We used this video at our last retreat. Great video to introduce rules like… don’t throw your paper on the ground!!! WARNING: this will get stuck in your head!
Archives For Jeremy
I use my iPhone almost as much as I use my hands. It is a key part of how a live in the world, and the following is a short list of my goto apps. Though many of the developers have their own site, all of the links below are the iTunes preview page for the sake of consistency.
MapQuest (free) – About four years ago we got a deal on a dash mounted GPS with audible turn by turn directions for about $400. This is free and the only issue I have is it does not have a good HUD for when I’m driving. The voices are a bit mechanical, but who cares IT’S FREE!
Kayak (free) – Amazing implementation of travel shopping/search on a mobile device.
Tripit (free) – This is magical. Whenever I get a confirmation email from a hotel, airfare site, rental car, etc. I forward it to [email protected] and it scrapes the important information from the emails and presents it all in one app organized by trips (automatically detected trips). There is a pay version, but it is hard to imagine what else it could do.
Vlingo (Free & $9.99 for email and SMS) – This is one of many voice recognition apps. It is accurate and will text message, update my facebook status and send emails.
Keynote Remote ($0.99) – I use keynote for all my presentations, and this controls them with a simple flick. Either portrait with notes at the bottom or landscape with the current slide and the upcoming slide side-by-side. It works over wifi, so it has a GIANT range.
PixelPipe (free) – This is probably the single most used app I have. I set up any imaginable storage/hosting platform from MobileMe to blogs to flicker to Facebook to youtube… you name it. After deciding which locations to send as a default, I simply upload the media once and it goes to all of the places. The best part is, it uploads full quality photos and video.
Color Splash ($0.99) – This app is just fun to play with. It takes a photo and allows you to paint (with incredible accuracy by zooming) which parts are color and which are black and white. It takes a good picture and makes it great.
Remember the Milk (Free & $24.99/yr Pro) – We use this to share todo lists which means when I ask someone to do something, I can put it on their todo list. It has really helped communication between staff as it helps us remember to do what we said we would do.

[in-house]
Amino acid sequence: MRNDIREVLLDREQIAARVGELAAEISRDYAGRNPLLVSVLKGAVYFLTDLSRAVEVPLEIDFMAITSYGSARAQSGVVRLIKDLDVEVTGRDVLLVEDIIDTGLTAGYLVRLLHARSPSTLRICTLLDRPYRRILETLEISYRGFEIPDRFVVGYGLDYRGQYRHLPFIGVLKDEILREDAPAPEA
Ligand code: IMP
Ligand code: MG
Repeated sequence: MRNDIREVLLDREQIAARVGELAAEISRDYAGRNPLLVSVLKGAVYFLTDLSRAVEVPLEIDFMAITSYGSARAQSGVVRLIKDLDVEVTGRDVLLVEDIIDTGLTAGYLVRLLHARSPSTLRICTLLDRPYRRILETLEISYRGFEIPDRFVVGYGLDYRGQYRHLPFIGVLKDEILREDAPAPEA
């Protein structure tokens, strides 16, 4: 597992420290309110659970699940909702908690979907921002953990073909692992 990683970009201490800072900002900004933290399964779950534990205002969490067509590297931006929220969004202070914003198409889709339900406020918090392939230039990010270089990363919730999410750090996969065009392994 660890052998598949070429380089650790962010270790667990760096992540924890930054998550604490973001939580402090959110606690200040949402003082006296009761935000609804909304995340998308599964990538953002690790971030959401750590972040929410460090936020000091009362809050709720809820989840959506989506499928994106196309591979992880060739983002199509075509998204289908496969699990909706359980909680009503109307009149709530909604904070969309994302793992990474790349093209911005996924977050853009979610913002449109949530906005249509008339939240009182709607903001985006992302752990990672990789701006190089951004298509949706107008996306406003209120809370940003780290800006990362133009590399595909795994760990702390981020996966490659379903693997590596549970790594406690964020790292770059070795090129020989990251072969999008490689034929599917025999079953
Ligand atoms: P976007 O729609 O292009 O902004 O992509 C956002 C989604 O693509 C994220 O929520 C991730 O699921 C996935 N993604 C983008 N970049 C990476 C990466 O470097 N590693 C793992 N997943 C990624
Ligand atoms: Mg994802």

Geocaching ($9.99) – This app makes Geocaching even easier. Geocaching is a global scavenger hunt using GPS coordinates. There are definitely some close by you. I love geocaching because it gets me active without having to join a team or gym and love this app because it means I can geocache whenever wherever.
Flixster (Free) – Perfect app to help you decide which movie to go see where. Gives you percentage positive and negative of critics reviews and user reviews as well as showtimes, trailers, etc.
Tozzle ($1.99) – My 3 year old loves this game. It is basically a virtual puzzle with 35 puzzles of varying difficulty. You can try two puzzles for free.
… Continued from Part One. As I mentioned, I have been working on a youth ministry training podcast, 10-Minute Training, and after publishing about a dozen, feel ready to share the process here. This post wil look at the recording process itself, and the final post in the series will cover editing and publishing.
Now that you’ve got your gear set and scheduled some recording time, you’re ready to go! I am a mac guy, so I use the great multi-track recording software that comes bundled with every mac: GarageBand. If you aren’t a mac fanboy, you can opt for a great free open source option: Audacity.
The way it works with my setup is I open wiretap and select my inputs: Shure X2u to record my voice and Skype audio to record its audio. It then creates a virtual audio card with four channels that can be selected in the audio preferences of GarageBand. After doing that, I select which audio goes to which track and I’m ready to test the audio levels. The one thing that I dislike about GarageBand is its audio meters. They are small and not extremely accurate. Instead of trusting them, I test record audio from both sources a couple of times until they are as loud as possible without distorting.
The reason for doing all this work to get the different audio sources on different tracks is simple. Though I want to be able to get a podcast that is pretty much ready to chop into 10-minute pieces and publish, I want to be able to go back and fix problems like if the audio levels are too different, the guest wants to edit something out , or if a cell phone goes off in the guest’s office, etc.